plants a lipstick smacker, gets him in a dancing
hold, then grabs him by the belt and yells,
Come on Johnny, give the girls a treat, show us
your maiden’s prayer! At him lasses!
We all pile on, wrestle him down and grab
his legs. Someone gets his shoes off,
a tussle for his trousers and they’re hoyed around.
That’s enough ladies, keep the poor lad decent!
It was Olive Moreland rescued him, but not before
his trousers had been hung out the carriage window.

VIII	The Final Blow

News of Hitler’s death came over on the wireless
and made the morning papers. Like wildfire spreading,
everyone was saying it couldn’t be much longer,
daring to believe it really was the end, so whether
someone was lax we never knew, but the worst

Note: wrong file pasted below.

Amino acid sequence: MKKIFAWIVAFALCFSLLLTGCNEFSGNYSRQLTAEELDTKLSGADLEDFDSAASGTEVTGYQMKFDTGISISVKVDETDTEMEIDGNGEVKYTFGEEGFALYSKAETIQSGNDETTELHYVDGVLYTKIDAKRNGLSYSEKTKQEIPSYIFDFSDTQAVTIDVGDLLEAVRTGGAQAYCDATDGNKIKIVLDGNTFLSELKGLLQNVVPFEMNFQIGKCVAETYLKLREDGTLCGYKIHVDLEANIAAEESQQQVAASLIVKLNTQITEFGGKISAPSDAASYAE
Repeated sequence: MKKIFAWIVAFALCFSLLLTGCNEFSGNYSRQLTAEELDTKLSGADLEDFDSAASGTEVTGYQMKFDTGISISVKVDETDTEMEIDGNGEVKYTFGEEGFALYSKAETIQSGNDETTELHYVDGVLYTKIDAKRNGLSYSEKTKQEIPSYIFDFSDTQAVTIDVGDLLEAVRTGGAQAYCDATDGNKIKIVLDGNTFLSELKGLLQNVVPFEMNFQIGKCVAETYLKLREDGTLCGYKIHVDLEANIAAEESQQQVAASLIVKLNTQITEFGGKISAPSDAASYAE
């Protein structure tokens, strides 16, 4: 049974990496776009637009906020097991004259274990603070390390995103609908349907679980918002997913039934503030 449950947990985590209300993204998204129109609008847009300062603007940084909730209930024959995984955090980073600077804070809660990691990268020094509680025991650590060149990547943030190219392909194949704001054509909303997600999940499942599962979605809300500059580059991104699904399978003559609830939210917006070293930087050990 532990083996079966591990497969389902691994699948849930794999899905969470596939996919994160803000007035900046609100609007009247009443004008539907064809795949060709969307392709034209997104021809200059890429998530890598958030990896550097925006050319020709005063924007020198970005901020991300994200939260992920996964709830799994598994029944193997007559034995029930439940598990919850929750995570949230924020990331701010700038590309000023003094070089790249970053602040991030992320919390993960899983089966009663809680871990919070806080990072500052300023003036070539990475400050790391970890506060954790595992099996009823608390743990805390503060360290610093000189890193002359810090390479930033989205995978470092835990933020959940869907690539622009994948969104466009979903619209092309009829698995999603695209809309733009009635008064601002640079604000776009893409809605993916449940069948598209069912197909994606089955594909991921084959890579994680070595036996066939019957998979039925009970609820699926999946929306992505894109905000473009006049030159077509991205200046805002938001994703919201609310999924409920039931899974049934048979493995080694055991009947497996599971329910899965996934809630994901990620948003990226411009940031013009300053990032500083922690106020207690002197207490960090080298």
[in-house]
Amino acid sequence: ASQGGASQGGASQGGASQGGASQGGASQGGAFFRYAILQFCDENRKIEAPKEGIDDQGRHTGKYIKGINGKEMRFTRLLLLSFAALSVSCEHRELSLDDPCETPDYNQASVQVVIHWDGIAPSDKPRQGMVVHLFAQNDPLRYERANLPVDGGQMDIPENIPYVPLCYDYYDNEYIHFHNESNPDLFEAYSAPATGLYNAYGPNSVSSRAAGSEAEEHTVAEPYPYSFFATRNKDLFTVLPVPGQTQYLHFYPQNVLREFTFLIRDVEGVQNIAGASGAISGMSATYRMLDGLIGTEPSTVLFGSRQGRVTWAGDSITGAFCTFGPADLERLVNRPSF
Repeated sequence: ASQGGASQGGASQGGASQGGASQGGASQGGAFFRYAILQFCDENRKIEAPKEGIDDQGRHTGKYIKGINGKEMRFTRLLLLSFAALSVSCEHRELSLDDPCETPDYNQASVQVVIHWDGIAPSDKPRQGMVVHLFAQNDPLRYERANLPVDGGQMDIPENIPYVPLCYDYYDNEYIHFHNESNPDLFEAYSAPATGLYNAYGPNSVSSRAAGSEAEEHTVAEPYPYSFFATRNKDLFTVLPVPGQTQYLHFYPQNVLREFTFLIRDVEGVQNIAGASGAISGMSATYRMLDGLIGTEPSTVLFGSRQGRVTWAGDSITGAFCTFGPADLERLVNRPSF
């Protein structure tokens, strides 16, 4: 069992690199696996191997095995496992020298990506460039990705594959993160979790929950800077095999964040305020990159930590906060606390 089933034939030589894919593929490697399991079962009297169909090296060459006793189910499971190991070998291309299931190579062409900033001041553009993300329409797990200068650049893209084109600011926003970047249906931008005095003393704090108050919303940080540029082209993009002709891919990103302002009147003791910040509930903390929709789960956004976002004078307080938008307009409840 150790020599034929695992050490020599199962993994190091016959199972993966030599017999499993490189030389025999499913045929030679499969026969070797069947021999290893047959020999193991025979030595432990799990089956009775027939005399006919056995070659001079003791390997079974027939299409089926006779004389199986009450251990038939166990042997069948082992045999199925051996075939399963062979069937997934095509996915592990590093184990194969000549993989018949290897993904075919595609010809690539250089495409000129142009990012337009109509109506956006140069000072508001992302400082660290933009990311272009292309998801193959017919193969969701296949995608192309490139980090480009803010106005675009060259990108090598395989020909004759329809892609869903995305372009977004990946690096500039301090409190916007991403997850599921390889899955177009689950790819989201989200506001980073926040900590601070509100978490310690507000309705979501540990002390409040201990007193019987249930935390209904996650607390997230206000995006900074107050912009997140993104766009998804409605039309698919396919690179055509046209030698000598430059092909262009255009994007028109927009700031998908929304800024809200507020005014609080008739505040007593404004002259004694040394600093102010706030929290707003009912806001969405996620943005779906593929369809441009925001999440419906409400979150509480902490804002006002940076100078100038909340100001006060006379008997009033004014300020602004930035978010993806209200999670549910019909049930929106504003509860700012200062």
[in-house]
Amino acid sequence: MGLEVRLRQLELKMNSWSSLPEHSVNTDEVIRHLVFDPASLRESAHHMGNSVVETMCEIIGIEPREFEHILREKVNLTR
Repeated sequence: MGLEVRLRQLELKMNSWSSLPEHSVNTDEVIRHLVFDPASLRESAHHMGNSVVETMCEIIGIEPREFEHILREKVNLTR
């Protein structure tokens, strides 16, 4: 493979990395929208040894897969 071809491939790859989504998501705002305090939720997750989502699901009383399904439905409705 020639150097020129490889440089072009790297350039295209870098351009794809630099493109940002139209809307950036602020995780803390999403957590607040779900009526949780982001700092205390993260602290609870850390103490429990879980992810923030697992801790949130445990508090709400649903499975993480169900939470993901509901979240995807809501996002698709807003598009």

blast of all happened that morning of May 2nd –
they heard the explosion in Darlington. We lost
Alice Wilson, William Mitchell, both single,
James Brunton, Isabella Bailey, William Hobson,
Christopher Seagrave and Edmund Smith, all
married, and Elsie Barrett, widow. the cruellest
blow; six more days and they’d have made it safe.

IX	Now the Blinking War is Over

When it ended I was very sad.
We had our photos taken, section by section
No more ROF for me
Once we’d partied for VE day and toasted
lost friends, it was tidy up, wait for decommission
You can tell the blinking Blue Band
Where to shove the blinking pass


‘There is a brightness to her delight in the physical and natural world; a warmth to her memories of people and of places.’

Tom Pow

‘In a word – yellow – sunlight, poison, warmth, bitterness – is all that the mind of the poet can discover in concentrated memory, imagination, research. A vivid, original collection of poems.’

Gillian Clarke

‘A bold and bright poetic composition.’